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AMRC Castings39 Neil Copley inspects a replica pattern cut from polystyrene on a CMS Industriesrsquo Poseidon fiveaxis machine to cast parts for frames to be used to build civil nuclearwaste storage vessels

AMRC Adds Large-Dimension Cutting for Molds

Aug. 23, 2016
U.K. research foundry sees opportunity in nuclear-waste management projects Polystyrene molds Five-axis cutting, 2,600x2,500-mm Casting duplex stainless for storage vessel frames

Britain’s AMRC Castings, part of the Advanced Manufacturing Research Centre with Boeing at the University of Sheffield, has installed a customized, large dimension five-axis CNC machine to be used in cutting polystyrene for casting molds. The operation recently completed a new steel foundry operation, able to cast parts weighing up to 1,300 kg (1.43 tons.)

The CMS Industries five-axis Poseidon machine was purchased with contributions from Innovate UK, a government agency that provides research and development funding to business and industry; and from the Aerospace Technology Institute, as part of an initiative to develop British resources for producing aerospace castings weighing up to 500 kg in titanium, 300 kg in super-alloys, and nearly 3,000 kg in steel.

The Poseidon is described as being specifically designed for high-speed machining of large aluminum and light alloy pieces, composite materials, impregnated fibers, and sand- or wood-based materials. It has a 2,600x2,500-mm worktable, with an available Z axis of 1,300, 2,000, or 2,500 mm.  The maximum axis speed is 85 m/min.

The value of the AMRC Castings installation was not announced.

In 2013, the Advanced Manufacturing Research Centre purchased Castings Technology International and its affiliate Titanium Castings UK Ltd., a research organization with members that include metalcasters, casting industry suppliers, and casting customers, with capabilities in casting design, material development and selection, manufacturing technologies, quality control, and testing and performance. Both CTI and AMRC are located in a research campus in Rotherham, which allowed AMRC to add casting technology to the range of its industrial research portfolio.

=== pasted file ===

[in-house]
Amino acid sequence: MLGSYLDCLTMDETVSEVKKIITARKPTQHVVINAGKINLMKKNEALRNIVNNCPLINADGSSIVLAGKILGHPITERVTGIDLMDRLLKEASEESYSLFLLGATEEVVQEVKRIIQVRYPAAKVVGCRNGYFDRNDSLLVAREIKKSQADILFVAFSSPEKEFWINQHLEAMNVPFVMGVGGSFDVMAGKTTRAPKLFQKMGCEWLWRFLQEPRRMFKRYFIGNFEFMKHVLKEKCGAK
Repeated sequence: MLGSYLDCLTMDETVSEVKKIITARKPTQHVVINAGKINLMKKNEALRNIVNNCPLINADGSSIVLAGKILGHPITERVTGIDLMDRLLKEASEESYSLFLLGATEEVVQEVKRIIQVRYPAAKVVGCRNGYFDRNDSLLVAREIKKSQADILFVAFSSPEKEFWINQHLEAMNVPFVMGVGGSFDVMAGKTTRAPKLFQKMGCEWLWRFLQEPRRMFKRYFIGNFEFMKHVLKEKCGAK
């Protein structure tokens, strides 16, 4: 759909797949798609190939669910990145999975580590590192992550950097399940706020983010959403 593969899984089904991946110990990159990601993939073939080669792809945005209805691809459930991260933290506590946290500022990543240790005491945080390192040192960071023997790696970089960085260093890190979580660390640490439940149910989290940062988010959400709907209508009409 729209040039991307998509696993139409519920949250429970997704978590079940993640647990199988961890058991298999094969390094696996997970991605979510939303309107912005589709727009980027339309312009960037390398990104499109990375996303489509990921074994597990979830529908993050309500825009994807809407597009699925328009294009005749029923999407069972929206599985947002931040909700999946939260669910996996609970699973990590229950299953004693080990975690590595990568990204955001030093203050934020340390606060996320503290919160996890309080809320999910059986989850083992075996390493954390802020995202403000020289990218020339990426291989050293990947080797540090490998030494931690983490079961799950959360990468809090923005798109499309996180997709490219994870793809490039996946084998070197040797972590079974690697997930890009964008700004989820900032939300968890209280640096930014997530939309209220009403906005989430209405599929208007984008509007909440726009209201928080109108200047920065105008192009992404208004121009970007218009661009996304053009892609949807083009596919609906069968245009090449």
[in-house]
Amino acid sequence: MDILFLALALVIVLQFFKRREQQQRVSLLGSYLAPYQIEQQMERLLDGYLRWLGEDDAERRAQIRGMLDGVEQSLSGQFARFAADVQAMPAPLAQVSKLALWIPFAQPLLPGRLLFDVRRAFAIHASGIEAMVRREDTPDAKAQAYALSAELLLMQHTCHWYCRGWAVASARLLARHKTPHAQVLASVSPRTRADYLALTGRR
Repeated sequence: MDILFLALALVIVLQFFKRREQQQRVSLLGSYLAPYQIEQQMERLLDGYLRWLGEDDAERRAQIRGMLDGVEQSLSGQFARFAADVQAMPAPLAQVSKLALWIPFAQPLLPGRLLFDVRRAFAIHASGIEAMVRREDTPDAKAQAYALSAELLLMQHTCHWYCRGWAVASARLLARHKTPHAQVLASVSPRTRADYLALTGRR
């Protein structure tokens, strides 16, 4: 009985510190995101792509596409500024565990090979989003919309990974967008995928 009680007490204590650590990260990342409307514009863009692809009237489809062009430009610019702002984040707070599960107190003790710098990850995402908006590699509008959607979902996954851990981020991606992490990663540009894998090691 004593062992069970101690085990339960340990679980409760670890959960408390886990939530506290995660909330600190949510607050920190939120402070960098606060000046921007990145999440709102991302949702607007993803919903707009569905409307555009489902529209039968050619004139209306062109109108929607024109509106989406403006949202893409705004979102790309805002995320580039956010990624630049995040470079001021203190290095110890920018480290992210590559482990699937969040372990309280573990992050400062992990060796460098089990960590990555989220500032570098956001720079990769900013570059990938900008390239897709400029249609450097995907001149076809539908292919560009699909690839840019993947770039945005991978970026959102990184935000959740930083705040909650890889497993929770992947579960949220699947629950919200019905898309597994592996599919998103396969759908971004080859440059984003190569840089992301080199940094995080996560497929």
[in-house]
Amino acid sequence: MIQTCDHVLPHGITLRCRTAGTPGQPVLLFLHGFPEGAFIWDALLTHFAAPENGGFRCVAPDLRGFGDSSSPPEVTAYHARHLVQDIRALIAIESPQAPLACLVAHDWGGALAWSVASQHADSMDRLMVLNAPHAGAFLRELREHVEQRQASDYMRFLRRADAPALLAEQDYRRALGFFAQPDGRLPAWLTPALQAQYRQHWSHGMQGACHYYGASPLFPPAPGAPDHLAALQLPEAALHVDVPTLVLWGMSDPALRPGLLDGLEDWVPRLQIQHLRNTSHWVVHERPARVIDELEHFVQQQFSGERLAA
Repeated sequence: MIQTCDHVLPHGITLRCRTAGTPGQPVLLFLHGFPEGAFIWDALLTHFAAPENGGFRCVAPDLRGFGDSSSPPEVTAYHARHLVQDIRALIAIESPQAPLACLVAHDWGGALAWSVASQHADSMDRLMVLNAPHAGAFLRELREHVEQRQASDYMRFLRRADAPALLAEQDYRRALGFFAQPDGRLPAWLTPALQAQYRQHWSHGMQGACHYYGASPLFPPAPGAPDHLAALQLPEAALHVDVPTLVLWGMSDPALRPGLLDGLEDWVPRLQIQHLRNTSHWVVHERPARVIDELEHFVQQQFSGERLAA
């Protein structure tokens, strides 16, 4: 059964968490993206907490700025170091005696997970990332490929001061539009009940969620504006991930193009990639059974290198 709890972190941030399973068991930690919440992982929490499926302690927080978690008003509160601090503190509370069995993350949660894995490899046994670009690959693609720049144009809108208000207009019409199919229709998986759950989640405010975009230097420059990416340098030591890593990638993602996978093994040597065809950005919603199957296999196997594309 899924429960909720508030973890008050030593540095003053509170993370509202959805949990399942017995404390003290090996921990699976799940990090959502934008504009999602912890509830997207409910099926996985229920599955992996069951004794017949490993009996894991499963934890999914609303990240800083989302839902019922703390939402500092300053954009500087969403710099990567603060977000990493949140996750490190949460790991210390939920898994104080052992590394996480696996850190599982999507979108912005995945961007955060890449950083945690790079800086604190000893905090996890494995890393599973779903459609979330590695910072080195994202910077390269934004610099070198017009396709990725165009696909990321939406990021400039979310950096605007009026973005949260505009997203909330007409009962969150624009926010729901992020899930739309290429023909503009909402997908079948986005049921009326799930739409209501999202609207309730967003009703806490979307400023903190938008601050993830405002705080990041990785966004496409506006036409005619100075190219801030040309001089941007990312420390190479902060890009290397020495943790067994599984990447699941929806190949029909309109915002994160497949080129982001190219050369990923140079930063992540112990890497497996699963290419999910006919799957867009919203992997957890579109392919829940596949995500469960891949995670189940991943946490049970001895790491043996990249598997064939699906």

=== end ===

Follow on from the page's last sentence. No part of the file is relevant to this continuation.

While the broader project is ongoing, AMRC reported the new CNC system is already producing patterns for casting prototype framework for nuclear waste storage vessels. The project involves a plant for nuclear fuel reprocessing and nuclear decommissioning at Sellafeld, in northwest England. The project is being conducted as part of the Civil Nuclear Sharing Growth Programme, which is intended to advance the U.K.’s civil nuclear manufacturing supply chain and help private firms engage in nuclear-energy programs, domestically and internationally.

The 1.6-m. square frames are fabricated from 30 separate pieces of duplex stainless steel sheet and bar. With the availability of the CMS Poseidon machine, AMRC Castings can now produce individual patterns up to a maximum 2.6x4.0x2.0 metes, “well above the size of the frames,” according to an announcement.

The castings are produced using AMRC’s  Replicast® and MEGAshell® technologies ceramic molding processes stainless steel parts, producing unitary frame structures with superior surface-finish qualities. A number of the frames are being made by AMRC Castings to demonstrate the repeatability of the production process.

“We believe we can reduce the cost of the box by a sixth and, given the number of boxes required, that could result in savings of up to £150 million,” stated AMRC Castings’ Richard Gould. “Using a near-net shape casting optimizes metal use, saves a massive amount of work and significantly reduces the task of inspecting the finished product to make sure it meets stringent nuclear standards.”

About the Author

Robert Brooks | Content Director

Robert Brooks has been a business-to-business reporter, writer, editor, and columnist for more than 20 years, specializing in the primary metal and basic manufacturing industries. His work has covered a wide range of topics, including process technology, resource development, material selection, product design, workforce development, and industrial market strategies, among others. Currently, he specializes in subjects related to metal component and product design, development, and manufacturing — including castings, forgings, machined parts, and fabrications.

Brooks is a graduate of Kenyon College (B.A. English, Political Science) and Emory University (M.A. English.)